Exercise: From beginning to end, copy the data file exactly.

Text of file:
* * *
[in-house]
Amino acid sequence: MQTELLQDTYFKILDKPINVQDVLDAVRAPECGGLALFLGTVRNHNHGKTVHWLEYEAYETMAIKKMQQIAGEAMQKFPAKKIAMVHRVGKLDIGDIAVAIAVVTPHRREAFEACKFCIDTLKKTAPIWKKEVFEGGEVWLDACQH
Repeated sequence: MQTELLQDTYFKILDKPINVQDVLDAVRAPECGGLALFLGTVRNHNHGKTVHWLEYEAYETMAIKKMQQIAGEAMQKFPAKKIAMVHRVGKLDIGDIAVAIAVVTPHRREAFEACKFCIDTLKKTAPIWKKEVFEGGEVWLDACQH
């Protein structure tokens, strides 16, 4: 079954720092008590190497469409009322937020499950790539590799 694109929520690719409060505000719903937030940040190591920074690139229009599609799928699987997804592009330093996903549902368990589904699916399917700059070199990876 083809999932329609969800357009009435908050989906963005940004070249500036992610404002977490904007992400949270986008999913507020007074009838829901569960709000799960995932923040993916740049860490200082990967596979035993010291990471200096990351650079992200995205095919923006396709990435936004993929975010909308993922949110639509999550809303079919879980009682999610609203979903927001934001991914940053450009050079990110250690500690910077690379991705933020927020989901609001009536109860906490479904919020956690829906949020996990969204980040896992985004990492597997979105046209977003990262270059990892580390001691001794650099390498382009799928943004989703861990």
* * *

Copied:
[in-house]
Amino acid sequence: MQTELLQDTYFKILDKPINVQDVLDAVRAPECGGLALFLGTVRNHNHGKTVHWLEYEAYETMAIKKMQQIAGEAMQKFPAKKIAMVHRVGKLDIGDIAVAIAVVTPHRREAFEACKFCIDTLKKTAPIWKKEVFEGGEVWLDACQH
Repeated sequence: MQTELLQDTYFKILDKPINVQDVLDAVRAPECGGLALFLGTVRNHNHGKTVHWLEYEAYETMAIKKMQQIAGEAMQKFPAKKIAMVHRVGKLDIGDIAVAIAVVTPHRREAFEACKFCIDTLKKTAPIWKKEVFEGGEVWLDACQH
């Protein structure tokens, strides 16, 4: 079954720092008590190497469409009322937020499950790539590799 694109929520690719409060505000719903937030940040190591920074690139229009599609799928699987997804592009330093996903549902368990589904699916399917700059070199990876 083809999932329609969800357009009435908050989906963005940004070249500036992610404002977490904007992400949270986008999913507020007074009838829901569960709000799960995932923040993916740049860490200082990967596979035993010291990471200096990351650079992200995205095919923006396709990435936004993929975010909308993922949110639509999550809303079919879980009682999610609203979903927001934001991914940053450009050079990110250690500690910077690379991705933020927020989901609001009536109860906490479904919020956690829906949020996990969204980040896992985004990492597997979105046209977003990262270059990892580390001691001794650099390498382009799928943004989703861990």